by Endre Voros – Seattle Area Director

“It is insanity to preach sanity to madmen.” ~ AR Orage

The thought occurs to me, what if I am one of the madmen referred to in the above quote. How would I have the courage to recognize my own madness? Could I see it in the ways I treat others? In the beliefs, I have and hold on to – about politics, country, society, education? Could I see the madness in how I objectify others and manipulate them, even in the name of leadership?
Would I have the courage to stay with this question if I saw that indeed, I was one of these madmen? Could I see how closed my feelings for others are most of the time?

In ancient times, humanity had an idea that sheds some light on these musings – Objective Conscience. By Objective, I believe the ancients meant: impartial, pure, non-sentimental truth. Conscience, on the other hand, is defined as: “an inner feeling or voice viewed as acting as a guide to the rightness or wrongness of one’s behavior.” The concatenation of these two ideas is Objective Conscience – the ability to follow an innate sense of knowing that supersedes bias, cultural expectations, social restriction and many of our other failings.

As a society, we tend to equate conscience with a measure of how close we are aligned to socially accepted behavior. Laws are, perhaps, a measure of or an indicator towards what is acceptable and not acceptable. Laws, however, and even culturally determined morality, have nothing to do with conscience.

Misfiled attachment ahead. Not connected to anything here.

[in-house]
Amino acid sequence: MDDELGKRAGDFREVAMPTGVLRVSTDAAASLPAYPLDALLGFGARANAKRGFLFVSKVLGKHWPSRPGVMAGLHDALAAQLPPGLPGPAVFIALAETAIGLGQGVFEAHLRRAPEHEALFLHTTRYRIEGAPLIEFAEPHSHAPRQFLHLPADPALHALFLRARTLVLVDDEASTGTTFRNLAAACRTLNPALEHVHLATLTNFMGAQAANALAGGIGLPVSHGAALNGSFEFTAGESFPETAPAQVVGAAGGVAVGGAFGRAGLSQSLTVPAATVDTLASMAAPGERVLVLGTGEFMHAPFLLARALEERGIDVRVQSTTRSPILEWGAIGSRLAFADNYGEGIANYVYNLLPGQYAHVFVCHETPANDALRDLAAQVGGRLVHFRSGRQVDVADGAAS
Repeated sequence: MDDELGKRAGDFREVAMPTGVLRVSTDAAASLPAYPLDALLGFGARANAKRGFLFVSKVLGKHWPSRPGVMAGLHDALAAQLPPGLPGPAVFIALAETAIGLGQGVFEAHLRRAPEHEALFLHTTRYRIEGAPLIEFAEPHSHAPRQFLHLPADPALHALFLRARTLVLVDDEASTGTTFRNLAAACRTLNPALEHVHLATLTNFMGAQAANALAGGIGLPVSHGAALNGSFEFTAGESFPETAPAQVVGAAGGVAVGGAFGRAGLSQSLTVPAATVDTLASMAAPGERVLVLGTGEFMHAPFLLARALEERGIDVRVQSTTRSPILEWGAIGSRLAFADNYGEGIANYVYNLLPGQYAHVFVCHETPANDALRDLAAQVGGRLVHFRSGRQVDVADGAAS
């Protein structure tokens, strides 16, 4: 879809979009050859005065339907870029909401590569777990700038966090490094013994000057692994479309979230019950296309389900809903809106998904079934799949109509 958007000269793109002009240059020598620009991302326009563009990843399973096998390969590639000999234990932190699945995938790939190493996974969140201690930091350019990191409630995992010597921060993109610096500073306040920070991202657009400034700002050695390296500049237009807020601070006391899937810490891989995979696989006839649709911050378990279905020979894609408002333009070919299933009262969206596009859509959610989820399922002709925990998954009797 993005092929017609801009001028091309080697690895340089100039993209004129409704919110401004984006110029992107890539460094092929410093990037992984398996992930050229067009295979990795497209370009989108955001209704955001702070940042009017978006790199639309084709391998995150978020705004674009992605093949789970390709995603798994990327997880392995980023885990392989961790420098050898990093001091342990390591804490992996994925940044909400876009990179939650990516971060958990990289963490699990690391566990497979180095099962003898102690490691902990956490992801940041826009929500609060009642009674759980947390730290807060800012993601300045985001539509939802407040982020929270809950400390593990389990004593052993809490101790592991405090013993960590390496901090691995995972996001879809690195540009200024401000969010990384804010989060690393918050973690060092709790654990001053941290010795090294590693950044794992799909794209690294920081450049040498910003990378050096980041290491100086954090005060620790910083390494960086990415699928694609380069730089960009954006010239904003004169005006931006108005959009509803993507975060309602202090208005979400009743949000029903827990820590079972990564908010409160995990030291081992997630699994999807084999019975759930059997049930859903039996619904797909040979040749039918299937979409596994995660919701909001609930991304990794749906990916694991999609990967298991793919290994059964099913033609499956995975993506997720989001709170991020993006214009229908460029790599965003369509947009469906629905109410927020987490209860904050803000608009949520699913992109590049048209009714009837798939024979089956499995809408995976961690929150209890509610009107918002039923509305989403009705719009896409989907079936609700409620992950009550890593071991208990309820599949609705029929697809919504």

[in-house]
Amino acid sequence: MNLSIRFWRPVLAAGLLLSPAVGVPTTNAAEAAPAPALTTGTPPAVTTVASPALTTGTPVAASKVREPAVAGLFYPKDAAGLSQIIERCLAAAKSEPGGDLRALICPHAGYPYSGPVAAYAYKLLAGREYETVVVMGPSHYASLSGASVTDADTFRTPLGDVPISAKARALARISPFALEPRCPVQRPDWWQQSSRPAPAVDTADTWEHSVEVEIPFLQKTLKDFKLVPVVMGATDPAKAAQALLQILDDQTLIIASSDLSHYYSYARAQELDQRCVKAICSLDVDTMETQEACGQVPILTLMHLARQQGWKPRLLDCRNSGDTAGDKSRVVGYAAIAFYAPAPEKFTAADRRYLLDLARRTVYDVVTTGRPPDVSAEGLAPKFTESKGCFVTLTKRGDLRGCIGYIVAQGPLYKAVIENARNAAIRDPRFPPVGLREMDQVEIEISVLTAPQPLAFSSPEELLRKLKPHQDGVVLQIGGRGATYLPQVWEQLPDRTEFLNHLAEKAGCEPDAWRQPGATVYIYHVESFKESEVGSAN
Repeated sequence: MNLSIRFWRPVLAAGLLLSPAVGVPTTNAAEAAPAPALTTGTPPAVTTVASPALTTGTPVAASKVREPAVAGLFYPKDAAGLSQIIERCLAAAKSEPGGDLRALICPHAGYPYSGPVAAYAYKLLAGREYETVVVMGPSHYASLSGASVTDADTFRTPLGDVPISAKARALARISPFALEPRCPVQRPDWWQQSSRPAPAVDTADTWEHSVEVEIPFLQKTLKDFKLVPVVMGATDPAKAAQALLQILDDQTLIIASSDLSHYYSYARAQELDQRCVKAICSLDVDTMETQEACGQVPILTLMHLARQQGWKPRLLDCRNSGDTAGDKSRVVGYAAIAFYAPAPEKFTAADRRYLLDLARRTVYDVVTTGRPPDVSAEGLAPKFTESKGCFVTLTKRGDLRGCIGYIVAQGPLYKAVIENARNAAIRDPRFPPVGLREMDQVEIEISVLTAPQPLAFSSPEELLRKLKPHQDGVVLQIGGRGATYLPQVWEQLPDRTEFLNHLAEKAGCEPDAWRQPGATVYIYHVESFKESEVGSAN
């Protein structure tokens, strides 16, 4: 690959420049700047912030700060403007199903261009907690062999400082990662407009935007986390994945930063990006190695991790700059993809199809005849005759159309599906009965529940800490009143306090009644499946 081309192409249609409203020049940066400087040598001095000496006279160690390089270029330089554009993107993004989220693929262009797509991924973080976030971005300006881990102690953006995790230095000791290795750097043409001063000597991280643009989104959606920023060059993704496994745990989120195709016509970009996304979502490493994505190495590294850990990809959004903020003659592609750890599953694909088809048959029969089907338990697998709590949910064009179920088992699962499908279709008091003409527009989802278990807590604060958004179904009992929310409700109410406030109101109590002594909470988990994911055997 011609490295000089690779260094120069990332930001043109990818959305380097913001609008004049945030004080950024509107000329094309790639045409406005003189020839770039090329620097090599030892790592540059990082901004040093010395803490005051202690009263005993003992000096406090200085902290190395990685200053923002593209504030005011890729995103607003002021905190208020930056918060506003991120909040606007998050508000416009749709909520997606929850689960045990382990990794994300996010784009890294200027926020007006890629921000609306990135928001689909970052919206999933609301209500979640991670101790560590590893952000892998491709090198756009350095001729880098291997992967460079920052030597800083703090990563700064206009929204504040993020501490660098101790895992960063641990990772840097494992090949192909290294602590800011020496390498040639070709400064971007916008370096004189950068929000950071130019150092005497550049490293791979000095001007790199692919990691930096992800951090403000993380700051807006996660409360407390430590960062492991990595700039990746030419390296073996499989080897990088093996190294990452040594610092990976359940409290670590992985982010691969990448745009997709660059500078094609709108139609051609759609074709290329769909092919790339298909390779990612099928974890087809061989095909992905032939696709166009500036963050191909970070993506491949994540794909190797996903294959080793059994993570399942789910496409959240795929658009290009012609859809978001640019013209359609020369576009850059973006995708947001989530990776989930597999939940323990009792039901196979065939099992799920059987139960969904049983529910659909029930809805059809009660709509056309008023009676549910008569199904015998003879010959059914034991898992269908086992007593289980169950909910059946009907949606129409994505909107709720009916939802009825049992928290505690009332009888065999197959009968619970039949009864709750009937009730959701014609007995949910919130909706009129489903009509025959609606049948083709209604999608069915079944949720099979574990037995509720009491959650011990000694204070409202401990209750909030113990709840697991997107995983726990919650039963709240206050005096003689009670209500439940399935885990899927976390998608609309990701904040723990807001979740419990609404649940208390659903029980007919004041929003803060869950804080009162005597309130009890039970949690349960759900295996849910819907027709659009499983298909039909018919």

If laws and morality were important to the idea of conscience, it would indicate that Conscience is extrinsic to us and must be enforced from outside to be maintained. A true Conscience is an intrinsic aspect of our being; it needs no reinforcement. I think that a true Conscience, in a sense, has its own life. That is, it appears as needed, organically, in the moment. It can appear as the butterflies in your stomach, the skip in your pulse, the inner sense of knowing.

Integral to the development of Objective Conscience is empathy. However, empathy seems to be a misunderstood idea. I feel that most of our understanding is too rooted in the ego and personality to be real empathy. True empathy comes from outside the ego/personality. And, it’s hard.

Empathy is not a tool used to sell something to another. It, in its real form, cannot be used for product or service creation or innovation or strategy. But oddly, real empathy can drive business and revenue growth. But not when it is applied with some goal in mind. Empathy cannot be cheapened into a transactional tool.

Real empathy would be to take a value, person, cause or politician you absolutely do not agree with and to try your best to understand them. Not through your lens, but through theirs. Empathy takes intelligence and it takes heart. When there is empathy there is also understanding. And caring. Empathy removes division.

In this idea of Conscience, we can say that without empathy there is no Conscience. Without an intuitive, empathy, welling up from your heart, the voice of your intrinsic Conscience will grow weary and hoarse and weak.

If we truly have empathy and Conscience, we can, in a very caring way, help others, lead others, develop others, and help the world. We can even help people grow beyond their fears and defenses. Without empathy, or conscience – that is, without understanding, caring and even a type of courage – we cannot be of help, support or service.

Another question comes to me: maybe empathy applied to the self is a form of Conscience? Maybe The first act of Conscience is to courageously look – and See – my own madness?

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